Bernie Sanders faces a rough road ahead on the path to the Democratic nomination following his loss in New York. The Vermont senator will battle in several states where Clinton is favored to win, including Maryland, Connecticut and Pennsylvania. Sanders still trails by double-digits in these states. In Rhode Island and Delaware, Clinton has the support of state establishments.
None of the upcoming states offer open primaries, a format that Sanders has thrived with. The states also feature a diverse electorate, which Sanders has also struggled to gain support.
After a disappointing loss in New York, Sanders and his determination will be tested next week. The senator insisted in his email to supporters that the campaign still has a path to the nomination. But a loss in the five upcoming states could deal a devastating blow to his campaign and his supporters.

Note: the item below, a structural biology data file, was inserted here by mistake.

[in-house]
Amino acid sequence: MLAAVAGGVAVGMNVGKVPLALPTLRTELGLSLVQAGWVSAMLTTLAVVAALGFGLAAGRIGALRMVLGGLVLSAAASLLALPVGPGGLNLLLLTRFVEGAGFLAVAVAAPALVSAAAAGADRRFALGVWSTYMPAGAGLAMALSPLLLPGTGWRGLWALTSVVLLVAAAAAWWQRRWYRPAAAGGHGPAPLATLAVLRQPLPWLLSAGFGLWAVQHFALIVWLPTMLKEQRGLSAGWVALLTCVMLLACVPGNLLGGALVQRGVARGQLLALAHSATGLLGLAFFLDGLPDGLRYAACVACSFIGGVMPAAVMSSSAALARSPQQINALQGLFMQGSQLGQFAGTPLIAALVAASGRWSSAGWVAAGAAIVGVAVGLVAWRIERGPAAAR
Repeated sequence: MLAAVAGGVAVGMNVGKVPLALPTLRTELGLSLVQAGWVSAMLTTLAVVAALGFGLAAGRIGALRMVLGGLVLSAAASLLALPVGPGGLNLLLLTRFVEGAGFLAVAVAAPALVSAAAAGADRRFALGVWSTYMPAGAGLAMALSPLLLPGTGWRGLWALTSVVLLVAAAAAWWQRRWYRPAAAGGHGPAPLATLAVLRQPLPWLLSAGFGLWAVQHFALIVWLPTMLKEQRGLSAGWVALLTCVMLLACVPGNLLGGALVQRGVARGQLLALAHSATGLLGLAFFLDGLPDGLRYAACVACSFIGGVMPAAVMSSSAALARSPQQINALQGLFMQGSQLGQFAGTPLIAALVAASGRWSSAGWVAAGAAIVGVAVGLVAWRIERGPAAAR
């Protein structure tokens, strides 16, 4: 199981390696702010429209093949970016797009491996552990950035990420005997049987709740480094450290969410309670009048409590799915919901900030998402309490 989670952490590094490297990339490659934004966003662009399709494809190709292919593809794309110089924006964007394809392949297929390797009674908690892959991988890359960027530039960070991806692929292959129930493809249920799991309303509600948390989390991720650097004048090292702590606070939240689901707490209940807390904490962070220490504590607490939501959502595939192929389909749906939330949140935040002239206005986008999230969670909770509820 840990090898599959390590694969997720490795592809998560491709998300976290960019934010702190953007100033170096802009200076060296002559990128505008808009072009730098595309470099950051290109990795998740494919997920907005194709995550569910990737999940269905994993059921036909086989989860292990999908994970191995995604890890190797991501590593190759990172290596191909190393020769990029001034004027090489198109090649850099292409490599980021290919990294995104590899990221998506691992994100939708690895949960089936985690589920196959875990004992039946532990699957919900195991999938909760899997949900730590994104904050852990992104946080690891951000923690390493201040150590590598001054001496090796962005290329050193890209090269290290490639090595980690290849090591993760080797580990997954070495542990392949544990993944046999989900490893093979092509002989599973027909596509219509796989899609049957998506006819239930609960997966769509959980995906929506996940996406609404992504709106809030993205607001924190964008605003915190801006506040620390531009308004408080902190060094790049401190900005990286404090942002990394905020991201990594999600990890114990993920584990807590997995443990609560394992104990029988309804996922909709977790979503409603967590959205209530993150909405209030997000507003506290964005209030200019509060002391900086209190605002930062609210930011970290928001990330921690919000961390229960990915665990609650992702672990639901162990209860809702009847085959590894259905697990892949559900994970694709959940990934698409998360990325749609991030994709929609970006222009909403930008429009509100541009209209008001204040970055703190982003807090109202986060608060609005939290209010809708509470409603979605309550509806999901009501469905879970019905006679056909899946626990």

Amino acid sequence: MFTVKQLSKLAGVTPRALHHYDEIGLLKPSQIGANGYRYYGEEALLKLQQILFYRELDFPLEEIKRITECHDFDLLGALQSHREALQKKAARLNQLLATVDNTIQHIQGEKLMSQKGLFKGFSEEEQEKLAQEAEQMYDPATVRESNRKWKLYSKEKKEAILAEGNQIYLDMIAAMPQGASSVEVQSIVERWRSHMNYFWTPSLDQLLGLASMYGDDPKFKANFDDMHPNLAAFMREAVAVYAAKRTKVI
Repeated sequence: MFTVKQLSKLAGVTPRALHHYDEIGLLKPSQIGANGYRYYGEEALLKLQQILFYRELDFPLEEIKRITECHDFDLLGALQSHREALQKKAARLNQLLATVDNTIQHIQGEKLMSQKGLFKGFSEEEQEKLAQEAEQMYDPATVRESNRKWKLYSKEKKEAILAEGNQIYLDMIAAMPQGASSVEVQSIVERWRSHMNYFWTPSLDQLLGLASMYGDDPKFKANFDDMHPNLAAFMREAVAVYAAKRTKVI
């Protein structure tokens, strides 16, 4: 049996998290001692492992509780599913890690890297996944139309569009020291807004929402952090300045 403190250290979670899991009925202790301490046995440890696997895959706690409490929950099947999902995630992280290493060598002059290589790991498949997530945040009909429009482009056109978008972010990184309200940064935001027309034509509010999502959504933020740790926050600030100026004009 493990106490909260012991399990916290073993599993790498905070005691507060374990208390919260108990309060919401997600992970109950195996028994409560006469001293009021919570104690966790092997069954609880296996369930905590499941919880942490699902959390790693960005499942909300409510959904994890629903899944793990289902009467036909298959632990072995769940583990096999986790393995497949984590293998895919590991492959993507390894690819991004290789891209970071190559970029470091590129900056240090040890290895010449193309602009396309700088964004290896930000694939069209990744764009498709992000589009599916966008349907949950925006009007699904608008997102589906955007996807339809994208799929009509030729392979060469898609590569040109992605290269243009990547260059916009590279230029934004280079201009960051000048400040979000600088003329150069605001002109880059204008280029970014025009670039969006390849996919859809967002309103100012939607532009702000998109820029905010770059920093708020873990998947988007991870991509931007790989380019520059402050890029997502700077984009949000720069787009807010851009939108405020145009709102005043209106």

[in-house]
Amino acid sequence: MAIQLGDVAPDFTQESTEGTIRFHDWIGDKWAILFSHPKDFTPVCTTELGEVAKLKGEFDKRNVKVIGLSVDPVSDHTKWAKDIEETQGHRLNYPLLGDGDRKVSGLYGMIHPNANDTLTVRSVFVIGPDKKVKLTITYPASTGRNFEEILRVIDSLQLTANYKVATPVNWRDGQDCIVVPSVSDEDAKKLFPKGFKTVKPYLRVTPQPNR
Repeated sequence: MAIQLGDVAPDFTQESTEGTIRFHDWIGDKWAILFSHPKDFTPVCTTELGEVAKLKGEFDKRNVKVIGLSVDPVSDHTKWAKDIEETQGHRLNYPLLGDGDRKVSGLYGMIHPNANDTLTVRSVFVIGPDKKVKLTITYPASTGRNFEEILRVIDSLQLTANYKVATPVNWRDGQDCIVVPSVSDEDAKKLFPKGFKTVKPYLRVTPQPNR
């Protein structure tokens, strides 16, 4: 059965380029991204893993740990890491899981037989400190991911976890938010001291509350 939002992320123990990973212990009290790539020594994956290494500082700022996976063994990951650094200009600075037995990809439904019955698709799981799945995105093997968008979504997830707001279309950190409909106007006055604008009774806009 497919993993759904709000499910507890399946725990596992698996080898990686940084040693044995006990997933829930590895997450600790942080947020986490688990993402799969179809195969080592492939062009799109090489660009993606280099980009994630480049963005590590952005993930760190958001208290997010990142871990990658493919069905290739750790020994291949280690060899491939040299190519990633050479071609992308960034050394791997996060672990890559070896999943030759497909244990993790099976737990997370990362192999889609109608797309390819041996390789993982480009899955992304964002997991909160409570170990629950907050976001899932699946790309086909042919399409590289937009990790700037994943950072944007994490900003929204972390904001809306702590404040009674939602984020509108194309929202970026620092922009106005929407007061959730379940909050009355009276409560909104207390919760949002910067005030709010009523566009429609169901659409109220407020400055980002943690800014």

Pennsylvania will be a particularly important state next week, offering the most delegates of the five states. Sanders has spent over $1.4 million on advertising in the state over the last week. Clinton, by comparison, has spent just $860,000.
Hillary won Pennsylvania in 2008 when she ran against Barack Obama, but Sanders does have support from progressives in Pittsburgh and Philadelphia. The state also has a high college student population, a demographic that Sanders does particularly well with.
“What I have learned so far from this campaign is that when voter turnout is high we win,” Sanders said when speaking to a crowd at Penn State University. “So next Tuesday, let us have the highest voter turnout in Pennsylvania history.”